I hope everyone had a good Easter weekend with lots of chocolate, egg laying bunnies, and all kinds of other pagan rituals overtaken by the church throughout history.
This week, we’re going to look at the resurrection of Jesus. Oceans of ink have been spilled on the subject. I’m nowhere near arrogant enough to say that I can deal with the subject in just one or two posts so I’ll just hit the hi-lights. Franny B will respond on Wednesday and you’ll get your chance on Thursday. Today, we’ll look at this question:
Is Resurrection the Best Fit for the Historical Evidence?
For nearly two thousand years, much of the world has acknowledged the resurrection of Jesus to be historical fact. That’s not to say that the resurrection as historical fact hasn’t been challenged. Let’s look at the most common challenges to the physical resurrection of Jesus being historical fact.
1. Jesus never existed.
This is just bad history and is accepted by virtually no historical scholar today. There is too much document evidence, both biblical and outside the Bible, to say that Jesus never existed. The Jewish historian Josephus mentions Jesus’ death, following, miracles, and maybe even his resurrection (many have challenged the resurrection part, so I’ll leave it at that). The Roman historian Tacitus mentions Jesus and his death in a negative light. Pliny the Younger, governor of Bithynia in Asia Minor, mentions the Christians gathering and worshiping Jesus “as… a god.” The Babylonian Talmud mentions Jesus being crucified, and that he was accused of sorcery (and thus his miracles are mentioned). Lucian, a Greek writer, mentions Jesus in his description of Christians. As one commenter has stated in an earlier post, no one argues that the first twelve Caesars of Rome ever existed, and much of what we know of them comes from one man’s work, Suetonius’ The Twelve Caesars. Jesus’ existence is attested to in multiple sources and some of them in a negative light. Jesus of Nazareth existed.
2. Jesus wasn’t executed on a cross. If he was crucified, he simply swooned or fainted.
Again, the biblical and extra-biblical document evidence show otherwise. The Islamic claim that Jesus was never crucified doesn’t hold up with the historical data. Any stories of Jesus avoiding crucifixion and going to India or France and siring the Merovingian dynasty are the products of pseudo-history and are not accepted by any reputable scholar, and are better left to mediocre books and movies.
As to Jesus being crucified but not dying on the cross, this is also not accepted by reputable scholars. The Romans, more than any culture in history, knew how to kill people. Roman soldiers were expert killers and executioners. They borrowed the Persian execution method of crucifixion and perfected it. But let’s say for arguments sake that someone goofed up and Jesus somehow survived the cross. His injuries from the severe flogging and crucifixion would likely have put him into shock, and he would have died in the tomb. But even if he somehow survived the cross and didn’t die in the tomb, three days and nights without food or water would have rendered him completely incapable of moving the stone in front of his tomb. But even if he survived the cross, survived burial, and was able to move the stone, his tomb was guarded by Roman soldiers, who would have killed him (again). But even if he (really?) managed to overcome all of those unsurmountable hurdles and stumbled into the upper room where the disciples were hiding out, would they really have been inspired to change the world by a guy who looked more like Freddy Krueger than the Jesus they knew, or the glorified Jesus whose physical body could walk through doors? In a word, no. The Romans knew how to kill. They knew when someone was dead. The odds are too great for anything else. Jesus was d-e-a-d dead for three days and nights and was then resurrected physically from death. It’s the only plausible explanation.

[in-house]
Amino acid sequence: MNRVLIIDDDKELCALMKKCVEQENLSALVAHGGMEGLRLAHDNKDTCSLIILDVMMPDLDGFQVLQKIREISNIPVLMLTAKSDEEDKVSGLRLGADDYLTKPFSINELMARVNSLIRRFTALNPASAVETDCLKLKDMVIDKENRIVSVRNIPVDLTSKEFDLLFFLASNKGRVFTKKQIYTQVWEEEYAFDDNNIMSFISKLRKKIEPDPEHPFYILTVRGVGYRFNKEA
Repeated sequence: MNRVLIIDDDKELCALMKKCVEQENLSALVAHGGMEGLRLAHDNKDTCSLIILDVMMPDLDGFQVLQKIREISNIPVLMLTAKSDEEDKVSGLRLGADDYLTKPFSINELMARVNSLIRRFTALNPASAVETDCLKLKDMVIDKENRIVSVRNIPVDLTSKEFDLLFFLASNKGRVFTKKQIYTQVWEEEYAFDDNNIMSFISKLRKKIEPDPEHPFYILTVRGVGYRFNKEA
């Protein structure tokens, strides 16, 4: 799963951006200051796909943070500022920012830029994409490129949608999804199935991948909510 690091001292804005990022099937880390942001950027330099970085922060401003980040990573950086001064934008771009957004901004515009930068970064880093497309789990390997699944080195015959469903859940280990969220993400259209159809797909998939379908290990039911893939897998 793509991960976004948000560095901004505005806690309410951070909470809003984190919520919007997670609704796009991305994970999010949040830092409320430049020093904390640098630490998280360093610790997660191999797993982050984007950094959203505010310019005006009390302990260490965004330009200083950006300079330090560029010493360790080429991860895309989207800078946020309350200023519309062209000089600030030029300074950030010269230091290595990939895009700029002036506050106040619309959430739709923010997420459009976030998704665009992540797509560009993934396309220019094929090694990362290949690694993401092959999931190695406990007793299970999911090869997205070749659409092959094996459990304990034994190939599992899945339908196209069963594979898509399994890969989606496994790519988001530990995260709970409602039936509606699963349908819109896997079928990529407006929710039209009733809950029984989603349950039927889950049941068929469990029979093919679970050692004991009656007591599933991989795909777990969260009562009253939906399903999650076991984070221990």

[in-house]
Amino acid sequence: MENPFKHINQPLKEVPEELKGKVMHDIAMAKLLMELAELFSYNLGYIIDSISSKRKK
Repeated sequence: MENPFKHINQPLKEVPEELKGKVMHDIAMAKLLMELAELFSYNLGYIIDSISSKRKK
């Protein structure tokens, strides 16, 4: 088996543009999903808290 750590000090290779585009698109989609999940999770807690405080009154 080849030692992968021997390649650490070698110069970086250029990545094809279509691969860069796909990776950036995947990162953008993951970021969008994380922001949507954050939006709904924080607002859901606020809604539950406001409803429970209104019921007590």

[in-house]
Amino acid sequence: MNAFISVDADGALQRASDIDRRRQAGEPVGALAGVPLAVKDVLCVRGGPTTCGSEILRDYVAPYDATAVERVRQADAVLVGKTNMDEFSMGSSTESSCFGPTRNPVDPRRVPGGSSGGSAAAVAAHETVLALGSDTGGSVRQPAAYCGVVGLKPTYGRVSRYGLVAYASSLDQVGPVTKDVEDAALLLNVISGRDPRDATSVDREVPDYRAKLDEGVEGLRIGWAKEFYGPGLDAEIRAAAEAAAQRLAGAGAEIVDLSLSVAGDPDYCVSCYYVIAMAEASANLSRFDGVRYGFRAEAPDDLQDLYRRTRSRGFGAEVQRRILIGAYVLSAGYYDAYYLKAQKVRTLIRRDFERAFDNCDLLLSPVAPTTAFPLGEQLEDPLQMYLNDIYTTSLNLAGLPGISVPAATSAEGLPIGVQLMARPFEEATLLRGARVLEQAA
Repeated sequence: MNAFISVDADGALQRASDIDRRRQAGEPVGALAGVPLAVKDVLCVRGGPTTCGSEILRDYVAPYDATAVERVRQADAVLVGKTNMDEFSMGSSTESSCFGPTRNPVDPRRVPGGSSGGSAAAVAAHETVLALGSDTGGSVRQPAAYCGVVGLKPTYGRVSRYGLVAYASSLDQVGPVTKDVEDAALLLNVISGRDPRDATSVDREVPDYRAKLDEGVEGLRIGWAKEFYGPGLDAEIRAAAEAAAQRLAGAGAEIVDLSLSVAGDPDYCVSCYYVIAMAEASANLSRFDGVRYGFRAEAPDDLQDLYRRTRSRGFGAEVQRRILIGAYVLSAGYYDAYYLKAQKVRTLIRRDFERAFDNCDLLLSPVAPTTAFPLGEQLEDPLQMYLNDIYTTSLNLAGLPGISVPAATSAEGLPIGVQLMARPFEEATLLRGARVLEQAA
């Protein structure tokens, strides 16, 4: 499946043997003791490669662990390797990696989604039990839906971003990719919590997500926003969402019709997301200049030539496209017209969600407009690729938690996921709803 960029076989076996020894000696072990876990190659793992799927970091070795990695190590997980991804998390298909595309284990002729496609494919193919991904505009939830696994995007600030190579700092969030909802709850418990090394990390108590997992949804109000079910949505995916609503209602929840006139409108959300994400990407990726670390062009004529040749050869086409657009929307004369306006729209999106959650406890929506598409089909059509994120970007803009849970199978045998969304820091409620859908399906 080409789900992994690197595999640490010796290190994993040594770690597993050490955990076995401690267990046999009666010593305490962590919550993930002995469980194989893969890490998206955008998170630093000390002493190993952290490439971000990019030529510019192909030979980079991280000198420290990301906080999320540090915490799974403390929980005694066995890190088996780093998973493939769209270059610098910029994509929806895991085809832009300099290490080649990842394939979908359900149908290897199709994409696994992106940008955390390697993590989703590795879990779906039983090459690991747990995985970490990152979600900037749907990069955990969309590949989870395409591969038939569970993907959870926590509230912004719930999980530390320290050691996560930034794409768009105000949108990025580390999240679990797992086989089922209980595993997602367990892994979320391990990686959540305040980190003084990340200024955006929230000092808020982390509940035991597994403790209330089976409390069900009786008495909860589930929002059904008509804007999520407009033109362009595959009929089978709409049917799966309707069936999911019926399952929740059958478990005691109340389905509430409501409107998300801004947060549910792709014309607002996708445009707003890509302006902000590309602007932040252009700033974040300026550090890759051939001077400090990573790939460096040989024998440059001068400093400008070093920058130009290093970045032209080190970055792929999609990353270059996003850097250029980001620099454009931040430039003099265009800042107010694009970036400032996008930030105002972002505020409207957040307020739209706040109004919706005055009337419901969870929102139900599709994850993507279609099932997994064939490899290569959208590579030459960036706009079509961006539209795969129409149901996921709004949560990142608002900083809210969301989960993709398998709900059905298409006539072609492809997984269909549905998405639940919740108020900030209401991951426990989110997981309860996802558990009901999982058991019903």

3. Jesus wasn’t buried in a formal tomb. His body was cast into a shallow grave, to be food for the dogs.
While popular with sensationalists or Time and Newsweek’s annual Easter issue, few if any reputable scholars accept this theory today. While many crucified victims did end up in the garbage heap, this would have been unacceptable to the Jews. And as the Jews were the only conquered culture in the Roman empire who had religious freedom, and seeing that Jesus had a few friends in high places in Jewish leadership, even if his body was thrown to the dogs, it would have been retrieved and buried.
4. Jesus’ body was moved or stolen.
The obvious question is who would do such a thing? There are several possibilities. First, his enemies could have moved or stolen it. This idea is ludicrous. The Jews went to the trouble of requesting a Roman guard to be placed at the tomb. Why would they then go to the trouble to move it? It would only give rise to speculation that Jesus did indeed rise from death, which Jesus claimed he would do. The only reason for his enemies to do so would be to produce the body in case his followers started an uprising or began preaching that he was resurrected. But his enemies couldn’t produce a body.
Second, his disciples may have stolen it. The gospel of Matthew 28:11-15 states that this was a popular story soon after the resurrection, started by the Jewish leaders who wanted to quash the Jesus movement. For this theory to work, the disciples would have to contend with the Roman guards (the Jewish authorities bribed those same guards to say the disciples stole the body). If they would have succeeded, and the odds of that happened are slim to none, they would be 100 percent certain that Jesus was dead. They would have preached a lie, and when faced with pain of death or punishment, they would not die for something they knew to be a lie.
Third, Jesus’ friend Joseph of Arimathea could have moved it. For what reason? He donated his own pre-cut tomb for Jesus to be buried in. And once a body was buried, the ancient Jews didn’t touch it. He had no reason to move it.